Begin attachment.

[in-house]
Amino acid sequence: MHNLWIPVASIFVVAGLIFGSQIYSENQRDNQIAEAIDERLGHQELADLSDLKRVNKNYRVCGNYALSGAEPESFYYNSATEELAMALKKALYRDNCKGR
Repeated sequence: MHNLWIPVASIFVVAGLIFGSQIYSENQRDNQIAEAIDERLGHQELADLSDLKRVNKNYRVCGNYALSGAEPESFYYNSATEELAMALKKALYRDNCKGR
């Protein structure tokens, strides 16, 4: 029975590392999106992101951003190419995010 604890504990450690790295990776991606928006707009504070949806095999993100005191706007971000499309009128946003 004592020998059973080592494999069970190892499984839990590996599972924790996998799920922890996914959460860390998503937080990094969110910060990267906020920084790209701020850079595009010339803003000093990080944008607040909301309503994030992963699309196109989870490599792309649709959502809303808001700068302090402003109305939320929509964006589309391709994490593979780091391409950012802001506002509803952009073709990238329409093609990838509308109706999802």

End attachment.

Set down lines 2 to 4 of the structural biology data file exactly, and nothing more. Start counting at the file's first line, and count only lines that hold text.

Amino acid sequence: MHNLWIPVASIFVVAGLIFGSQIYSENQRDNQIAEAIDERLGHQELADLSDLKRVNKNYRVCGNYALSGAEPESFYYNSATEELAMALKKALYRDNCKGR
Repeated sequence: MHNLWIPVASIFVVAGLIFGSQIYSENQRDNQIAEAIDERLGHQELADLSDLKRVNKNYRVCGNYALSGAEPESFYYNSATEELAMALKKALYRDNCKGR
């Protein structure tokens, strides 16, 4: 029975590392999106992101951003190419995010 604890504990450690790295990776991606928006707009504070949806095999993100005191706007971000499309009128946003 004592020998059973080592494999069970190892499984839990590996599972924790996998799920922890996914959460860390998503937080990094969110910060990267906020920084790209701020850079595009010339803003000093990080944008607040909301309503994030992963699309196109989870490599792309649709959502809303808001700068302090402003109305939320929509964006589309391709994490593979780091391409950012802001506002509803952009073709990238329409093609990838509308109706999802």